Employee Experience vs. Employee Engagement
31 Jan 2018 - Blog
Employee experience, or EX was an HR buzzword throughout 2017, but isn’t this just another name for employee engagement? In this article we discuss the differences between the terms and the approaches to working with our people.
Whilst the benefits of employee engagement have long been established, employee engagement measures tend to look at a particular moment in time (whether you measure annually, monthly, or during another time period).
EX extends the approach to consider engagement at all touchpoints throughout the employee lifecycle, importantly, from the employee’s perspective.
Josh Bersin says,
“Starting as potential hires and recruits, employees look at everything that happens at work as an integrated experience that impacts daily life in and outside the workplace, including overall physical, emotional, professional, and financial well-being. Candidates assess future employers from the very start of the talent acquisition experience and make quick judgments about what life will be like for them in the organization, based on how they interact with the enterprise during the recruiting cycle.”
EX is an employee-centric way of thinking about the organisation where decisions made internally consider ‘how will our people perceive this?’ ‘What impression are we giving our people if we act this way?’ It takes into consideration how employees see, hear, believe and feel about all aspects of their employment:
It requires a culture where leaders and managers alike put themselves in the employees’ shoes. A definition we like from Tracy Maylett and Matthew Wride  is:
“Employee Experience is the sum of the various perceptions employees have about their interactions with the organisation in which they work.”
Now, an organisation just focussing inward on employees wouldn’t survive, so the employee experience and customer experience should be considered together. There shouldn’t be intended differences between how the customer and the employee perceive an organisation’s actions. (More on the relationship between CX and EX here and here.)
By improving the employees’ experience of your organisation, you are going to achieve more engaged employees. Employee engagement can be seen as the end goal, while improving EX is the means to that end.
The employee experience journey looks at the lifecycle of the employee and thinks about the EX at each stage. The aim of considering the EX journey, is to ensure employees are engaged all along the way from candidacy through onboarding, performance, growth, and eventually exit. Disengagement at any stage evidently leads to a worsening employee experience.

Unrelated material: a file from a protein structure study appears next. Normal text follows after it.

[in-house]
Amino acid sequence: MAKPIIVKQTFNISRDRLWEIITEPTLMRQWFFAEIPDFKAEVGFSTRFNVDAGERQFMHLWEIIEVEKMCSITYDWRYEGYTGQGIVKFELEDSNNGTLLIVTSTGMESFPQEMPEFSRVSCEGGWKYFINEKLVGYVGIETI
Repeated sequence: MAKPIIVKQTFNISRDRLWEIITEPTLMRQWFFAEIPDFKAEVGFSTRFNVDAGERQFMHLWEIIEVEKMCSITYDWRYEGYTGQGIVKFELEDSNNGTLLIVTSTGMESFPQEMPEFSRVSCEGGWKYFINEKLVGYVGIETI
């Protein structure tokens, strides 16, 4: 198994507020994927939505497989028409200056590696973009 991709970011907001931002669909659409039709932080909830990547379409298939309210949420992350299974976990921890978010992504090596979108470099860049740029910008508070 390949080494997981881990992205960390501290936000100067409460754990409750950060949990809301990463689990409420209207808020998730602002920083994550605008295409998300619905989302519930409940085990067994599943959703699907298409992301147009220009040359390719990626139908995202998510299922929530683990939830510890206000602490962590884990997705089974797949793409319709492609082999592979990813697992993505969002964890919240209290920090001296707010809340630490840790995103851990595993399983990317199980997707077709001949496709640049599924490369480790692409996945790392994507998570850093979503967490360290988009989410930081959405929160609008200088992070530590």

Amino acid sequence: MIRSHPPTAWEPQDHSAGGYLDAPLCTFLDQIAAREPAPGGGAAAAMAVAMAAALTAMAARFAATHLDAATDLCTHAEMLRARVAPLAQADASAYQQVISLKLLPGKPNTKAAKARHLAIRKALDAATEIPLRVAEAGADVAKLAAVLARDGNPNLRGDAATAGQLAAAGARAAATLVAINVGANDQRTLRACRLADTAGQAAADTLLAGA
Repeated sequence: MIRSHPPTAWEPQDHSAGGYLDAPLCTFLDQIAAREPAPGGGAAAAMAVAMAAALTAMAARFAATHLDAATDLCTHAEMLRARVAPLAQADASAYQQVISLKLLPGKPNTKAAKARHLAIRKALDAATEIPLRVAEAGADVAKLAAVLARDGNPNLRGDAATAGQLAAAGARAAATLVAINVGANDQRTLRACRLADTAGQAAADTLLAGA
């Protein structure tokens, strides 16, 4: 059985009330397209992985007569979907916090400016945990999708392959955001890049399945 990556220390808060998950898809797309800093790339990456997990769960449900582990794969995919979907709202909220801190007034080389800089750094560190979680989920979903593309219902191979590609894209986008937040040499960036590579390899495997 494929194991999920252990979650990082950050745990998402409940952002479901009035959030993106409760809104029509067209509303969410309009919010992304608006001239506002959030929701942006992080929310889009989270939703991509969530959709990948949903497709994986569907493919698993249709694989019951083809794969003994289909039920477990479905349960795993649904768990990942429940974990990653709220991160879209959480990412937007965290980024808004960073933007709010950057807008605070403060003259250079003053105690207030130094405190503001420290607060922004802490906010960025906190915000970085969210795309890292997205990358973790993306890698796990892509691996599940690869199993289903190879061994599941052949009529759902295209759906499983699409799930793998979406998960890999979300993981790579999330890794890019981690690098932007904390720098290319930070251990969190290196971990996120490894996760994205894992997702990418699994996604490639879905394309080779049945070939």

For example, during candidacy, we might consider:
Later in the cycle, during ‘growth’ we might think about some of the same aspects of EX in a different way:
Our people will have impressions of the things that their organisations do, and these won’t be kept to themselves. Blistering employer reviews are all out there on Glassdoor and a quick Google of ‘worst places to work’ delivers plenty of horror stories.
The damage caused by publicised poor employee experience shouldn’t be underestimated. Amazon, Sports Direct and even ‘best place to work’ Google have seen damage to their employer brand from widely reported stories.
Internally, a poor employee experience at any point in the lifecycle can lead to disengagement, and the ensuing, proven problems such as increased absence, lower productivity, increased accidents and employee turnover.
Organisations are developing an integrated focus on the entire employee experience, bringing together all the workplace, HR, and management practices that impact people on the job.
Josh Bersin references a model as starting point to address EX that includes meaningful work, the purpose of the organization, talent development and growth, rewards and wellness, the work environment, fairness and inclusion, and authenticity among management and leadership.
The PEARLTM model used by People Insight as a basis for employee surveys comprehensively includes each aspect of EX. It can serve as an assessment tool through the employee experience lifecycle to help you understand, and adjust your employees’ experience accordingly.
There are several ways to tackle EX assessment, based on the model. For example:
However you design the process, it will be critical that leaders from across the business buy in to the importance of a good employee experience, and critically, are willing to take action based on your survey findings. More on this to come.
EX will become more commonly discussed in 2018. Organisations are likely to become increasingly aware of the impact that employee experience has on their business, and instigate both short-term engagement initiatives and longer-term strategies as they design a more meaningful EX lifecycle. Indeed, without employee engagement at all stages of the lifecycle, the employee experience is likely to be both poor and short-lived.
Already we have seen larger organisations taking the employee experience seriously, like when Airbnb’s CHRO became Chief Employee Experience Officer. We expect this trend to continue.
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